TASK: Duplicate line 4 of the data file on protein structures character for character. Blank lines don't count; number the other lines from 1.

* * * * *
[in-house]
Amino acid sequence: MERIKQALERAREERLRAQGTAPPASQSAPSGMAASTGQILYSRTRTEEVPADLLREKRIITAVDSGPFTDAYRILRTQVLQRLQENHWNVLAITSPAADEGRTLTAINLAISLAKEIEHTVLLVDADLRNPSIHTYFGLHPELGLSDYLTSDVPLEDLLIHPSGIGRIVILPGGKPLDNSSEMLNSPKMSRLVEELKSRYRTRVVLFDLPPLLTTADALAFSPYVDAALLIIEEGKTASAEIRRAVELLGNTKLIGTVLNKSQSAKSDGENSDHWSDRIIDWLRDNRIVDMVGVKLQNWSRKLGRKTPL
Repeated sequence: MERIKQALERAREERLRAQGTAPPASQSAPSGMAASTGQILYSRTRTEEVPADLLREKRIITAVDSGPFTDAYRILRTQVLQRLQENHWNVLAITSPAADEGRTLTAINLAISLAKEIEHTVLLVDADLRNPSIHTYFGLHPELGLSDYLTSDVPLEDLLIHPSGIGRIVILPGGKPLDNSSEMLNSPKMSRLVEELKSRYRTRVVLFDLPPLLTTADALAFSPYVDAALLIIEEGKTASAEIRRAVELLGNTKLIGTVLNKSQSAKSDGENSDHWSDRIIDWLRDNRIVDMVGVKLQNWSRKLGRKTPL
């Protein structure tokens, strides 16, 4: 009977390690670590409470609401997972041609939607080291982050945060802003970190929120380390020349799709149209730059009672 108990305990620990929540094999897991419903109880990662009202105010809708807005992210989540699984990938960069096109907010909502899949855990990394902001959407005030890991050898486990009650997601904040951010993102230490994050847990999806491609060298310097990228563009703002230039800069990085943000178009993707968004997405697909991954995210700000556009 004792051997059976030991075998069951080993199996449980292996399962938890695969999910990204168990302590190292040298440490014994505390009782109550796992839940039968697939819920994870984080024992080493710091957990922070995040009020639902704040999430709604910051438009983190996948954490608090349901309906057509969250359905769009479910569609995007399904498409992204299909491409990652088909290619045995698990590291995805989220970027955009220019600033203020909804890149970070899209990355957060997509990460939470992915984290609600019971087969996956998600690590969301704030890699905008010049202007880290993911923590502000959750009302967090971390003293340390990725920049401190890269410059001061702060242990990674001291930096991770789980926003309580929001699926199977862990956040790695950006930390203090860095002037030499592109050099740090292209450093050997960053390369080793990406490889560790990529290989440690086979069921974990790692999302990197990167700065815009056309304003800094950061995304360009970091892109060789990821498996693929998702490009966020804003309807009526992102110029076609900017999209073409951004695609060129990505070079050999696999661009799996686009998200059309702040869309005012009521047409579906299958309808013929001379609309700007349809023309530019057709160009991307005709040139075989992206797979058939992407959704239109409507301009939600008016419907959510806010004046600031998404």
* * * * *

């Protein structure tokens, strides 16, 4: 009977390690670590409470609401997972041609939607080291982050945060802003970190929120380390020349799709149209730059009672 108990305990620990929540094999897991419903109880990662009202105010809708807005992210989540699984990938960069096109907010909502899949855990990394902001959407005030890991050898486990009650997601904040951010993102230490994050847990999806491609060298310097990228563009703002230039800069990085943000178009993707968004997405697909991954995210700000556009 004792051997059976030991075998069951080993199996449980292996399962938890695969999910990204168990302590190292040298440490014994505390009782109550796992839940039968697939819920994870984080024992080493710091957990922070995040009020639902704040999430709604910051438009983190996948954490608090349901309906057509969250359905769009479910569609995007399904498409992204299909491409990652088909290619045995698990590291995805989220970027955009220019600033203020909804890149970070899209990355957060997509990460939470992915984290609600019971087969996956998600690590969301704030890699905008010049202007880290993911923590502000959750009302967090971390003293340390990725920049401190890269410059001061702060242990990674001291930096991770789980926003309580929001699926199977862990956040790695950006930390203090860095002037030499592109050099740090292209450093050997960053390369080793990406490889560790990529290989440690086979069921974990790692999302990197990167700065815009056309304003800094950061995304360009970091892109060789990821498996693929998702490009966020804003309807009526992102110029076609900017999209073409951004695609060129990505070079050999696999661009799996686009998200059309702040869309005012009521047409579906299958309808013929001379609309700007349809023309530019057709160009991307005709040139075989992206797979058939992407959704239109409507301009939600008016419907959510806010004046600031998404």